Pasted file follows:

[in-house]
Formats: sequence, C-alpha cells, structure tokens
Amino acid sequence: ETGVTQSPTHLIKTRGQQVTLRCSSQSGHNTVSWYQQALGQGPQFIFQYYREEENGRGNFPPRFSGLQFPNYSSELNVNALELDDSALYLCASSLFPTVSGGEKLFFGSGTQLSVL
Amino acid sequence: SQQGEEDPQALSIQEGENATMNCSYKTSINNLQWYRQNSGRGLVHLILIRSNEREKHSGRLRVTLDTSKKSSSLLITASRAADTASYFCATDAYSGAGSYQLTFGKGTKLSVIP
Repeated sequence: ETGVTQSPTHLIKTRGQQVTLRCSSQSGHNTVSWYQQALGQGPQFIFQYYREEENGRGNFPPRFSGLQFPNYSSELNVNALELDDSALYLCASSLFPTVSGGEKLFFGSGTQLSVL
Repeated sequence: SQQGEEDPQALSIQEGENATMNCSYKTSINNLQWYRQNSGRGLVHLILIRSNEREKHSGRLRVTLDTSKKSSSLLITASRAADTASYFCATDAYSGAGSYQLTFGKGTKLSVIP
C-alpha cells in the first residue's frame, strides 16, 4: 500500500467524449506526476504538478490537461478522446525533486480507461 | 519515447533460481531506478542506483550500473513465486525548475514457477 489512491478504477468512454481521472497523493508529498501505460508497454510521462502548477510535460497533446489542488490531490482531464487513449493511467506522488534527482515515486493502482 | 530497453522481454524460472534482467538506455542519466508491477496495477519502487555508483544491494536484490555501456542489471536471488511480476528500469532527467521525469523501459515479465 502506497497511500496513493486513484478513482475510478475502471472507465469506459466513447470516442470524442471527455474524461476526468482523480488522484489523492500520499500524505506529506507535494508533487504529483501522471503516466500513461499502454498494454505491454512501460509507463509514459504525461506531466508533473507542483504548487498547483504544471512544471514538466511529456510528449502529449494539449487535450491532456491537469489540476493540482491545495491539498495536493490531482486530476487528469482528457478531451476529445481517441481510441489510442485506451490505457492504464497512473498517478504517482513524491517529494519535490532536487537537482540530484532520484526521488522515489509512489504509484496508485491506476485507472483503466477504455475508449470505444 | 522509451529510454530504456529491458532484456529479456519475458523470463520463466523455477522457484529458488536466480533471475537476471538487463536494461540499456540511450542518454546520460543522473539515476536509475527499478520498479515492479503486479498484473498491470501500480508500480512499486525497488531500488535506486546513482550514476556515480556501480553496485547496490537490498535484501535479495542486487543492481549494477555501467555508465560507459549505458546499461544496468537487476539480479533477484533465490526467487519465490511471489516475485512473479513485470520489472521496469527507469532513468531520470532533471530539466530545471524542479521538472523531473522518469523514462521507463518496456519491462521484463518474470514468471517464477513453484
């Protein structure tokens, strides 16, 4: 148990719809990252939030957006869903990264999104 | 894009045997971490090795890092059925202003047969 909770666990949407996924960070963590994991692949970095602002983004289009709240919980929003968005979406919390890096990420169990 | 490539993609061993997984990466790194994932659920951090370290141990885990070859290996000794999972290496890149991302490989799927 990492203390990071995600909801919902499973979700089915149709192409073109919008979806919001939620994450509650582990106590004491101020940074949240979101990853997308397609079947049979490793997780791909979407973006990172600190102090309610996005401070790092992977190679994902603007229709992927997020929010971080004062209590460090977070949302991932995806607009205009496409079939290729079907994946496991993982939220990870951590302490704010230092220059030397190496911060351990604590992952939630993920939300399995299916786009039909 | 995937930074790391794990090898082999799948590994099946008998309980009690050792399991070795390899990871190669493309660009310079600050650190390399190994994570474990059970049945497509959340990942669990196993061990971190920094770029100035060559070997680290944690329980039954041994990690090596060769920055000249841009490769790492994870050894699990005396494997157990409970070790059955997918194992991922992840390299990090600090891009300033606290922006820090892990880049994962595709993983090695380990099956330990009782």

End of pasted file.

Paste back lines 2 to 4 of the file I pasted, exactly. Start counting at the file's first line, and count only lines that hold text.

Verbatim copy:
Formats: sequence, C-alpha cells, structure tokens
Amino acid sequence: ETGVTQSPTHLIKTRGQQVTLRCSSQSGHNTVSWYQQALGQGPQFIFQYYREEENGRGNFPPRFSGLQFPNYSSELNVNALELDDSALYLCASSLFPTVSGGEKLFFGSGTQLSVL
Amino acid sequence: SQQGEEDPQALSIQEGENATMNCSYKTSINNLQWYRQNSGRGLVHLILIRSNEREKHSGRLRVTLDTSKKSSSLLITASRAADTASYFCATDAYSGAGSYQLTFGKGTKLSVIP